I did the same thing to iron out a deer kink on my stainless 332 rail. just worked it back and forth till the kink was gone.

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      and King Butt Modeler

    • February 21, 2017 8:41 PM EST
      • Burbank, CA
         
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      David Maynard said:

      The rails on the inside of the curve should be curved sharper then the rails on the outside.

       

      I did the same thing to iron out a deer kink on my stainless 332 rail. just worked it back and forth till the kink was gone.

      David, in THIS scale you don't pay any attention to the two different radii (inside vs. outside). They flex THAT much! As much as 1/2 to 3/4 of an inch!

    • February 21, 2017 9:50 PM EST
      • Southern Oregon
         
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      Gary,

      Are you going to have any problems with twist in the rail using that single rail bender?

      Now that i think about it a little twist in the rail is probably not an issue given the size, weight and wheel flange 

      of the equipment.  Plus the way the rail locks into the tie plates.

      Rick

    • February 22, 2017 1:02 AM EST
      • Burbank, CA
         
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      Rick Marty said:

      Gary,

      Are you going to have any problems with twist in the rail using that single rail bender?

      Now that i think about it a little twist in the rail is probably not an issue given the size, weight and wheel flange 

      of the equipment.  Plus the way the rail locks into the tie plates.

      Rick

      Rick,

      Single rail benders is all I've ever seen in this scale. The place I buy my rail from uses a computer to set his bender. Quite a complicated set-up from what I have heard about. My purchase from him was a very small order at 220 feet. He deals with track orders in the thousands of feet and thousands of ties. I believe Jim Stapleton's (Dr. Rivet) wife sent him two full pallets of ties to Cabin Fever once as a birthday present for his new 7-1/2 gauge track at his home. Over $6000 in ties alone!

      I had 180 feet of 25 foot radius rail delivered on this load. All of the straight and curved rail arrived flat and true except for the three pieces I "fixed" today. When you work with rail this large and stout, there is no comparison to working with code 332 or code 250. The foot on this rail is 15/16 wide and the rail is 1 inch tall. As you start to do your bend, you make easy adjustments one at a time. As you crank the handle that turns the "drive die", you can really feel the drag. You are correct though that the ties lock it all together and gauge the track at the same time. I had to buy a Makita driver with the torque setting dial to drive the track screws. #10X 1 inch long, stainless steel. Makes a really strong track panel and each ten foot panel weighs about 25 pounds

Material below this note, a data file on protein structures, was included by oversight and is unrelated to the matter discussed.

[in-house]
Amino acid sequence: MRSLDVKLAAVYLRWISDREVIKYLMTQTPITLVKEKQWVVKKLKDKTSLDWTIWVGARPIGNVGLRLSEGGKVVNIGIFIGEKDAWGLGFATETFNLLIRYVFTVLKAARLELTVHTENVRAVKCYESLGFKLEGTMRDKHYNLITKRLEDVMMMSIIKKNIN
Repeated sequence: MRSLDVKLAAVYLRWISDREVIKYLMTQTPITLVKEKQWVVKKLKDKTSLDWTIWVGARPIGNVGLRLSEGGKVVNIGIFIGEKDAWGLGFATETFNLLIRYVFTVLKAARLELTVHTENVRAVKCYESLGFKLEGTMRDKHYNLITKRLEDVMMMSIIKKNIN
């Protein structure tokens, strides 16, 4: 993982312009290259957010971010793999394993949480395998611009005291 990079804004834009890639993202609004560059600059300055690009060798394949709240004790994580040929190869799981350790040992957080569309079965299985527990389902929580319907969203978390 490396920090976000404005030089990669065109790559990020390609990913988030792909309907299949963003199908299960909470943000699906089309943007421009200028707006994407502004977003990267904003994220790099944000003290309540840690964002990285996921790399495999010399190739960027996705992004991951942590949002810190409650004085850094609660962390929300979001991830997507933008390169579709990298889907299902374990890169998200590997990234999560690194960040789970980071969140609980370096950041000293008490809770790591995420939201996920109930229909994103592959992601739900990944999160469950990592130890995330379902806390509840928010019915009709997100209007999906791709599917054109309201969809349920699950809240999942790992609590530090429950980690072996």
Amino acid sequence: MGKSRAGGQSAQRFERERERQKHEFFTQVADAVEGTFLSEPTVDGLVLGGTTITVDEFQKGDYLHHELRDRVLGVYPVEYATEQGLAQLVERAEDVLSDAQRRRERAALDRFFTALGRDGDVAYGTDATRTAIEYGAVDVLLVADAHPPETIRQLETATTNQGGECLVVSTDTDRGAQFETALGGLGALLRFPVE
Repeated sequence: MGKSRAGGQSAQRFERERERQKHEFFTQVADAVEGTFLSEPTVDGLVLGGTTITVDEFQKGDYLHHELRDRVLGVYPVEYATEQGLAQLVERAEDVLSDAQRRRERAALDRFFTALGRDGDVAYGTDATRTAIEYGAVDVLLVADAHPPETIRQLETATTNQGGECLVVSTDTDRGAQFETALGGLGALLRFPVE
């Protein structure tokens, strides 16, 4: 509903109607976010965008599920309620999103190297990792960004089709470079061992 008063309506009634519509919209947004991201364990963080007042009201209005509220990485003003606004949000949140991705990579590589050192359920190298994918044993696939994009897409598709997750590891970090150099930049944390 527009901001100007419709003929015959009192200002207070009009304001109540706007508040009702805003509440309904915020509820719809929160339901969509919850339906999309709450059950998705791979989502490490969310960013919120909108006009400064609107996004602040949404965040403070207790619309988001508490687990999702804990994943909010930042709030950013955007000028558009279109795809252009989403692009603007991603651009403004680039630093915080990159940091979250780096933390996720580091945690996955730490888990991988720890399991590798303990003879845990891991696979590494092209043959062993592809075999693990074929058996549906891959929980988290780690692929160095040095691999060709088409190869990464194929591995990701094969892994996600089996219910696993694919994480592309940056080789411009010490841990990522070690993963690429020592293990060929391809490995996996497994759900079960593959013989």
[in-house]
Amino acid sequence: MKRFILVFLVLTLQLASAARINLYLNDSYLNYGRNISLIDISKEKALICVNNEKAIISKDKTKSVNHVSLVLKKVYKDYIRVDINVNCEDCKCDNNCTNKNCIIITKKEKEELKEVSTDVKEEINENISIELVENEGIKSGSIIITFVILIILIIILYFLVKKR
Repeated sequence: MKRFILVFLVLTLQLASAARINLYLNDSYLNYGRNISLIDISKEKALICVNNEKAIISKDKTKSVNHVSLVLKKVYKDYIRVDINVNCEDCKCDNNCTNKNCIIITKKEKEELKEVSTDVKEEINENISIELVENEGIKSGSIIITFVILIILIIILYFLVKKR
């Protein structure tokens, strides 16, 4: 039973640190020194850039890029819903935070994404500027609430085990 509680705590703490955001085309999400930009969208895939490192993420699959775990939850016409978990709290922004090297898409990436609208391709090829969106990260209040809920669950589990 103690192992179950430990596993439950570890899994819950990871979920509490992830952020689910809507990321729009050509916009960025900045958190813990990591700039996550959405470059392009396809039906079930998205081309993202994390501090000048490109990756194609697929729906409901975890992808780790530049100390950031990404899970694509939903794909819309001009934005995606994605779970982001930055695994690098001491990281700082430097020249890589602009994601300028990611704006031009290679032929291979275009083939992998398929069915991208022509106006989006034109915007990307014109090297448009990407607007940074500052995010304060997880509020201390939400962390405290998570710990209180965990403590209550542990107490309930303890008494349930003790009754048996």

• February 22, 2017 1:06 AM EST
      • So Cal, CA
         
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      Those bent rails look great now.  Nice job.

       

      Tommy

      Rio Gracie

    • February 22, 2017 4:02 PM EST
      • Burbank, CA
         
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      Tommy Mejia said:

      Those bent rails look great now.  Nice job.

       

      Tommy

      Rio Gracie

      Thanks Tommy. It took me a little while to figure out the setting on the bender to get what I wanted. Once that was done, it didn't take much to "fix" them.

      Rick,

       

      I know you were asking about the chances of producing a twist in this rail using ONLY one rail at a time. These photos should help explain how the construction of this bender avoids that problem.

      This is a photo showing the "geometry of this bender. The first roll die pivots on a screw on the right side of the bender. It is located (partially hidden under the drive die roller handle). The second wheel or roller is the drive die and is directly connected to the handle. The third roller is on the left.It pivots on a arm from the first roller and adjusts for the radius you want to produce. The brass pointer gives you an idea of where the third roller position sits relative to the other two rollers. The whole bender sits in a large vise.

       

      This is the INPUT side of the bender. The opening is only about .020 bigger than the height of the rail. It can't twist! I use this 12 inch long straight sample rail as my "neutral" setting to start the bend. Everything is snugged up tight and the handle drives the rail through. No bend occurs. Then you keep changing the brass pointer location about 1/32 toward you and try the bend. If this is OK, then you just keep running rail through. If you want more bend, just keep moving the pointer another .020-.030 and you get more bend. Pretty simple device. Like our smaller cousins in Large Scale, just a lot bigger and made to fit the standard Code 1000 "West Coast" rail.

       

      The OUTPUT end. Note the rail in place in the background.

      This post was edited by Gary Armitstead at February 22, 2017 4:05 PM EST